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Sandy Hook Parents Sue Conspiracy Theorist Alex Jones For Defamation

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Alex Jones has long claimed the Sandy Hook massacre either did not happen or was staged by the government.

Parents of two children killed in the Sandy Hook Elementary School massacre are suing radio show host Alex Jones for defamation.

The conspiracy theorist has long claimed on "The Alex Jones Show" and his website InfoWars that the 2012 mass shooting in Newtown, Conn., was a hoax intended to promote gun control. Twenty children and six adults were killed in the attack.

The parents filed two lawsuits in Travis County District Court on Monday, each seeking $1 million in damages. One was filed by Leonard Pozner and his former wife, Veronique De La Rosa, whose 6-year-old son, Noah, was killed by the gunman. The other suit was filed by Neil Heslin, whose 6-year-old son, Jesse, died.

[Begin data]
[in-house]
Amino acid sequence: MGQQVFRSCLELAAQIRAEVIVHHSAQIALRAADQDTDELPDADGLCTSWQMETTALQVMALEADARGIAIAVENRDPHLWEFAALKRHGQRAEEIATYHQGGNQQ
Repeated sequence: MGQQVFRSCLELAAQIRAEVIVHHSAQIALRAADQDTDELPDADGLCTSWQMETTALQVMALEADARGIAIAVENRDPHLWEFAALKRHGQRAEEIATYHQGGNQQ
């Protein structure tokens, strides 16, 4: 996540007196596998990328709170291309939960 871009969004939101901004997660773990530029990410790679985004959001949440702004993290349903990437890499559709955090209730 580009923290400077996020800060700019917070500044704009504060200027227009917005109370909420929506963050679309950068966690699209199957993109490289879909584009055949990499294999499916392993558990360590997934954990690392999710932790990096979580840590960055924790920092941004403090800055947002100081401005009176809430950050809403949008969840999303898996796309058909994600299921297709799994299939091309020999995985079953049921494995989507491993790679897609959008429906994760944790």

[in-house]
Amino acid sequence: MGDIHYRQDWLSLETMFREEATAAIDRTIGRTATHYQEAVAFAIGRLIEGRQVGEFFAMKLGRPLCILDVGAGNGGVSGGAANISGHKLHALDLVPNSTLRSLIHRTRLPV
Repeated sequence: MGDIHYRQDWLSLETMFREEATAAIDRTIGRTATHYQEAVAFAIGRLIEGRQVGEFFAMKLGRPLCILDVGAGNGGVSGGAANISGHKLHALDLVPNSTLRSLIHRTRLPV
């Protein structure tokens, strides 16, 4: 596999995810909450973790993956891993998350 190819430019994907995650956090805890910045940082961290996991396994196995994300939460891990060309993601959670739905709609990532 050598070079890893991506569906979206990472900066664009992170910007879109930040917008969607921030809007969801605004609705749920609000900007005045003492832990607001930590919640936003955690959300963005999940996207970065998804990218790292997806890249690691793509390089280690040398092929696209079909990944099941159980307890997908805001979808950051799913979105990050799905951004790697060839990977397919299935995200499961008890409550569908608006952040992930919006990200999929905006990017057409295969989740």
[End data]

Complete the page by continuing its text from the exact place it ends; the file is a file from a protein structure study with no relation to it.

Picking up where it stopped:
One suit points to accusations made by Jones and InfoWars that De La Rosa was an actor in a faked interview on CNN to cover up the "truth" that the massacre either did not exist or was staged by the government. The other points to a segment on InfoWars in which Heslin was accused of lying about whether he actually held his son's body and saw a bullet hole in his head.

The parents allege Jones' conspiracy theories and false claims have led to death threats.

“Our clients have been tormented for five years by Mr. Jones’ ghoulish accusations that they are actors who faked their children’s deaths as part of a fraud on the American people," their lawyer, Mark Bankston, said in a statement. "Enough is enough.”

Jones was named in another defamation lawsuit filed in Travis County earlier this month. Massachusetts resident Marcel Fontaine is suing him for falsely reporting he was the Parkland, Fla., high school shooter, who killed 17 students in February.

No court dates have been assigned to the cases yet.

Joseph Leahy anchors morning newscasts for NPR's statewide public radio collaborative, Texas Newsroom. He began his career in broadcast journalism as a reporter for St. Louis Public Radio in 2011. The following year, he helped launch Delaware's first NPR station, WDDE, as an afternoon newscaster and host. Leahy returned to St. Louis in 2013 to anchor local newscasts during All Things Considered and produce news on local and regional issues. In 2016, he took on a similar role as the local Morning Edition newscaster at KUT in Austin, before moving over to the Texas Newsroom.